Divine Dining 1/9/13
I am Scotch-Irish and English in my heritage, and have the pasty complexion to prove it, but I’m pretty sure that in my former life I was Italian. A Presbyterian minister speaking about being reincarnated … we’re getting scandalous now, y’all!
I say this because, when I long to be comforted and satisfied, I dream of a heaping plate of homemade spaghetti with lots of fragrant basil and salty Parmesan. When I go in the grocery store with absolutely no clue about what I might buy to cook for supper, I nearly always wind up with fresh tomatoes if they’re in season, or good Italian canned ones if they’re not, and a crusty still-warm loaf of bread.
After years of habitual spaghetti suppers, I have developed a sauce that is, in my mind, perfection. I made it for my cousins when they came to visit in chilly Belfast to warm us on a shivery, rainy night; I prepared it with basil leaves as big as my hand in sunny, warm Jamaica; I’ve made it for gatherings with friends and for little ol’ me on a regular weeknight. Once you taste this sauce – slightly smoky with a hint of bacon, sweet with tomatoes and onions and rich with a reduction of red wine – you’ll never go the way of bottled sauces again, my friends. You’ll believe you might just be Italian, too.
Serves 4 with generous portions.
2 T extra-virgin olive oil, plus extra to cook pasta
1 lb lean ground sirloin (I do not always put the beef in; this sauce is delicious without it as well)
¼ lb pancetta (unsmoked Italian bacon) or bacon, chopped
1 medium onion, chopped
3 large garlic cloves, minced
¼ tsp crushed red pepper flakes
1 cup dry red wine (go Italian and choose Chianti)
1 (28 ounce) can crushed tomatoes, preferably San Marzano Italian tomatoes (If you have a hard time finding crushed ones, use the whole peeled variety and simply break up with a wooden spoon or potato masher as you simmer the sauce)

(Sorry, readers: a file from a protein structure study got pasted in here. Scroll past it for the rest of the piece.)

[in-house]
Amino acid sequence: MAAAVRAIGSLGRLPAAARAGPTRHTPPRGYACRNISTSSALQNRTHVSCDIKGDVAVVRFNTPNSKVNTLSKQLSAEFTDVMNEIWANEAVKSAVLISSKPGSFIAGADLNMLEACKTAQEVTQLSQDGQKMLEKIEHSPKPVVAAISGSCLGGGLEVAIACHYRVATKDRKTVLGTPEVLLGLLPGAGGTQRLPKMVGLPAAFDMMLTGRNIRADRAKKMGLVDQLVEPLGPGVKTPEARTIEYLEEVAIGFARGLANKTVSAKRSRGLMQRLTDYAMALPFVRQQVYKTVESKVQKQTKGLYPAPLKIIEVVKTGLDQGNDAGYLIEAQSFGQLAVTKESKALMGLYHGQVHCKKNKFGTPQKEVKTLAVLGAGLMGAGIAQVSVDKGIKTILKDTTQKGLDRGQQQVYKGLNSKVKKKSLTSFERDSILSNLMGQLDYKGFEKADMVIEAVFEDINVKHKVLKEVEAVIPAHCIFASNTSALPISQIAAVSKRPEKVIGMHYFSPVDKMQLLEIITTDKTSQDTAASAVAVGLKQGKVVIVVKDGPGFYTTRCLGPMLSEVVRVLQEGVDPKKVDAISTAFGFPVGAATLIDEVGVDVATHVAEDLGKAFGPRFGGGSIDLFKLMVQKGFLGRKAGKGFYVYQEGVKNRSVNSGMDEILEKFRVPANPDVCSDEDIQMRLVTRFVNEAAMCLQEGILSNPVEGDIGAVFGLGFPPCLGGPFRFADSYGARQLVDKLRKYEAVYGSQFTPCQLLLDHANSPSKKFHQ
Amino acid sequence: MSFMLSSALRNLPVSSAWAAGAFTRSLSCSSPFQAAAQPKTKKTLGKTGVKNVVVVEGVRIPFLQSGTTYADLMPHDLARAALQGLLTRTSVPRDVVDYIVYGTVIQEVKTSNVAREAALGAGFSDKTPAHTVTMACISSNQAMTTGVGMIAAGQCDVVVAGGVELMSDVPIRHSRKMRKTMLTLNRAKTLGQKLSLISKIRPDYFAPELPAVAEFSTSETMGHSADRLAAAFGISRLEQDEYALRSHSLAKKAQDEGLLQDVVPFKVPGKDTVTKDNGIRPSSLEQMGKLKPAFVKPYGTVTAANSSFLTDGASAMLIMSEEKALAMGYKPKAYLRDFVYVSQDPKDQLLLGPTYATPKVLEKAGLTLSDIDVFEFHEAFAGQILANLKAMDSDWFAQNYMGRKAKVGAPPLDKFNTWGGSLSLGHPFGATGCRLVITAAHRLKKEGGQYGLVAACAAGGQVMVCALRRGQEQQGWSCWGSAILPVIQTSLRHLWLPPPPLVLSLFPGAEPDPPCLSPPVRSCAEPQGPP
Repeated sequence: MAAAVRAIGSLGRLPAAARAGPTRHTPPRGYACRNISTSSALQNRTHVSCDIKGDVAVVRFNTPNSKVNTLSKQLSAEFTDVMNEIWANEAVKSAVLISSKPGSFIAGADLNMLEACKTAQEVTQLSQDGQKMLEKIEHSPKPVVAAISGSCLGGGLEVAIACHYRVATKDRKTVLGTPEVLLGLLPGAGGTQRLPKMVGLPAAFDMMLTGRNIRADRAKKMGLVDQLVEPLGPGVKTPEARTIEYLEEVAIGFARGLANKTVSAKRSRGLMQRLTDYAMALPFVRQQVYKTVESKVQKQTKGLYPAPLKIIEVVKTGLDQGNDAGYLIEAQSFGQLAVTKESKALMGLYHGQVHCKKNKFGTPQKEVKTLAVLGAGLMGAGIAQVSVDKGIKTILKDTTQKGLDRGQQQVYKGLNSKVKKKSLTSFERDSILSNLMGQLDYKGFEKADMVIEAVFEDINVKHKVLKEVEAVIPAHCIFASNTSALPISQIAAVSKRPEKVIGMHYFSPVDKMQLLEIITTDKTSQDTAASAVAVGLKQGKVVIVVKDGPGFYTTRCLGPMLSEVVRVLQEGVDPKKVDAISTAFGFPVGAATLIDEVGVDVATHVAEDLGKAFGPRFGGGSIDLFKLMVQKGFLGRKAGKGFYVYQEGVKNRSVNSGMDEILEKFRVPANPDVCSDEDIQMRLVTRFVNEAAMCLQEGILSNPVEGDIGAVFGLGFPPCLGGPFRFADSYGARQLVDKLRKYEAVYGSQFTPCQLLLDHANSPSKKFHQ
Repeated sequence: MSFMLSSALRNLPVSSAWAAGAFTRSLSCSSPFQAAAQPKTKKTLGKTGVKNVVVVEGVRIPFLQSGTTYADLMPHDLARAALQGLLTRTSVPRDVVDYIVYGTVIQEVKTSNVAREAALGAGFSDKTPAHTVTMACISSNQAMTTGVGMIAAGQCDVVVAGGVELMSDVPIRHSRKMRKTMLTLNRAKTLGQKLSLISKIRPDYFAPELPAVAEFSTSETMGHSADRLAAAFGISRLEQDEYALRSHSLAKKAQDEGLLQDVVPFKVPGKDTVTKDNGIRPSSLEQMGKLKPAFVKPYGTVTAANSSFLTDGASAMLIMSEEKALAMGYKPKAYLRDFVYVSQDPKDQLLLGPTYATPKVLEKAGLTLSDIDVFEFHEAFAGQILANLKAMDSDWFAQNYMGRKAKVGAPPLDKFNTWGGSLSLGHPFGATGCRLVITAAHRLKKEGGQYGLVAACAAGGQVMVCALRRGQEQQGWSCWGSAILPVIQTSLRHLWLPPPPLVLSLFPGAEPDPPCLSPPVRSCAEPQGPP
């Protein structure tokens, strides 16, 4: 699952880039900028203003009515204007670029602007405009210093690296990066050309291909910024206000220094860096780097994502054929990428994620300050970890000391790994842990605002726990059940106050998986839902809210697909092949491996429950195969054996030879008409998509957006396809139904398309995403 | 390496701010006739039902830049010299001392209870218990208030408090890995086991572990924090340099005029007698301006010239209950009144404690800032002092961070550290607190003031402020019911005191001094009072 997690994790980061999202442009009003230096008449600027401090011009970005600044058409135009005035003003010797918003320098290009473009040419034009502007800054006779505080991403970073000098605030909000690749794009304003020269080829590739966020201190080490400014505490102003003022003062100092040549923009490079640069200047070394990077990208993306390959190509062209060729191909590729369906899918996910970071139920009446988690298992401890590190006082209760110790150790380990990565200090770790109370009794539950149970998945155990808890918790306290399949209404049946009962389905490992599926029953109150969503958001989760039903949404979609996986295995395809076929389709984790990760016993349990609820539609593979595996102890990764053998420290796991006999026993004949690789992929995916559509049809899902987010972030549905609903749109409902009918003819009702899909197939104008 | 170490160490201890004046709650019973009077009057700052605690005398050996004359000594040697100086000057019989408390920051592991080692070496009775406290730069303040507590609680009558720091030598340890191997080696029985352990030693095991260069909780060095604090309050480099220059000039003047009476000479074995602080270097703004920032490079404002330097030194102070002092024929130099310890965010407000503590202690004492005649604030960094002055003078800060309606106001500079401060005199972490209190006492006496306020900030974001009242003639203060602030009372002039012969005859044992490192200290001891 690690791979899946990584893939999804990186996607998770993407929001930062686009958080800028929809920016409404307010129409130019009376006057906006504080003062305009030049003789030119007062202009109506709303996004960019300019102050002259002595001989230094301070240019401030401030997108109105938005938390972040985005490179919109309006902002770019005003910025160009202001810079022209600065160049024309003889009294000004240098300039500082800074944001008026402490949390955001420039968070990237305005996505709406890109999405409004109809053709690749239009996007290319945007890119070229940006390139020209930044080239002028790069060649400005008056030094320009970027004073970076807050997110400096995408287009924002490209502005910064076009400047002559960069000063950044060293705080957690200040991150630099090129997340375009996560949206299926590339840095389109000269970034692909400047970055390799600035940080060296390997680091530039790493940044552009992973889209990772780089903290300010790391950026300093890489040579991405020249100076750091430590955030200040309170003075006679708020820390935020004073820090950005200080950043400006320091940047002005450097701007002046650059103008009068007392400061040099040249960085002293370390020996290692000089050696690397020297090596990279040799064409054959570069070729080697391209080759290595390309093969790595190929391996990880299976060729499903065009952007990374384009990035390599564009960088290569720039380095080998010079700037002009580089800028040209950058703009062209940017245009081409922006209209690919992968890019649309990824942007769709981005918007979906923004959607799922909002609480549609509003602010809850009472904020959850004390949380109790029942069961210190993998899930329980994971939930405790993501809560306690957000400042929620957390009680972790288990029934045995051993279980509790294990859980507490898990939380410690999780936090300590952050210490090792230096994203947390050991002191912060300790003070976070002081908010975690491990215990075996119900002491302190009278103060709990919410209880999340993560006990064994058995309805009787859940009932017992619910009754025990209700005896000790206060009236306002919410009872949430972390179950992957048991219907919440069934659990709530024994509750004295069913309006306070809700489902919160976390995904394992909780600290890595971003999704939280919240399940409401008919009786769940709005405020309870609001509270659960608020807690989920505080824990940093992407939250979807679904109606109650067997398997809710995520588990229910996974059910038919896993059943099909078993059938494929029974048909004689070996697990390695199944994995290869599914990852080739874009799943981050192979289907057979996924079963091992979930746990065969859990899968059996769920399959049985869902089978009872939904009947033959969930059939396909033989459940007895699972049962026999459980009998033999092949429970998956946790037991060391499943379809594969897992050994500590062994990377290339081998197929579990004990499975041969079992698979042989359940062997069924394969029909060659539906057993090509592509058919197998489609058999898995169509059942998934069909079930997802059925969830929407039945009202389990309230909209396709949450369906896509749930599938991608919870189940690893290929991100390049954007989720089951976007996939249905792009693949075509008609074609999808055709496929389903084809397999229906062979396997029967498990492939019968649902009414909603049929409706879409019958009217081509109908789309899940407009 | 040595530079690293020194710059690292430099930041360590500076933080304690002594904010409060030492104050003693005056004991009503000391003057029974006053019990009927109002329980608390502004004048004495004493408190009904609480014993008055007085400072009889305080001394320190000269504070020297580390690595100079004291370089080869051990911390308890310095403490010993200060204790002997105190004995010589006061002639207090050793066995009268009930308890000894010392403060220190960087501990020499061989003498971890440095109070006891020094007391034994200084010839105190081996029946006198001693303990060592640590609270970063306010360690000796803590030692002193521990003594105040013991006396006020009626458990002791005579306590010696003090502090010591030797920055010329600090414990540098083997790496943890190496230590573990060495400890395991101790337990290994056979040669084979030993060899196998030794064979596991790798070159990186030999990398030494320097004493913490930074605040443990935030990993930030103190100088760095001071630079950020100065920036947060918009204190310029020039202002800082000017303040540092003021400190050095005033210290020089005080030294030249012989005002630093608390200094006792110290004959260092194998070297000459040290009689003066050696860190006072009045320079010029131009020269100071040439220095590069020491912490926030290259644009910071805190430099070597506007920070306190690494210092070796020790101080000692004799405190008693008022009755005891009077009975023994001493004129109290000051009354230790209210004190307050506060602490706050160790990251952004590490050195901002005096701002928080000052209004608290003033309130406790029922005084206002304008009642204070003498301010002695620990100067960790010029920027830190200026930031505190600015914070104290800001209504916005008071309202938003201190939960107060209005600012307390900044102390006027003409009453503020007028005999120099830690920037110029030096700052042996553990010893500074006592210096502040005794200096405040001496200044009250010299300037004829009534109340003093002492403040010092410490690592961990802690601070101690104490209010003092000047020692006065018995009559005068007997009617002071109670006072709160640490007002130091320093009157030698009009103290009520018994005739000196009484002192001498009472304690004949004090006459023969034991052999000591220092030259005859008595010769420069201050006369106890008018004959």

salt and black pepper
¾ pound spaghetti
½ cup chopped fresh basil leaves
½ cup freshly grated Parmesan cheese, plus extra for serving
Bring a large pot of salted water to boil. While waiting on that pot to boil (without watching, of course), get going on the sauce. Heat a large skillet on medium-high heat with 2 T of olive oil. Add pancetta and cook until beginning to crisp, about 5 minutes. Add ground sirloin and onions and break up with a wooden spoon, cooking an additional 7 minutes, until beef is nearly cooked through and onions are tender. Add garlic and cook an additional 3 minutes. Add crushed red pepper flakes, 1 t of salt and 1 t of pepper. Stir in red wine and simmer until reduced by half, 5 minutes. Add crushed or whole tomatoes, reduce heat to medium and simmer for 10 minutes. While the sauce is in its final simmering stage, cook spaghetti, with a splash of olive oil to keep from sticking, until just shy of al dente (firm to the bite), about 7 minutes. Drain pasta and put directly into your pasta sauce, cooking an additional minute or two, until al dente. Add Parmesan cheese and basil, remove from heat and stir well to combine. If you are so inclined, pour yourself a lovely glass of that robust Chianti, and serve with some good crusty bread, such as ciabatta, letting the golden light and melodious sounds of Italy wash over you. It’s the cheapest vacation you’ll ever take.
Share your beloved recipes with me at email@example.com.
The Rev. Whitney Wilkinson is pastor of Cameron Presbyterian Church.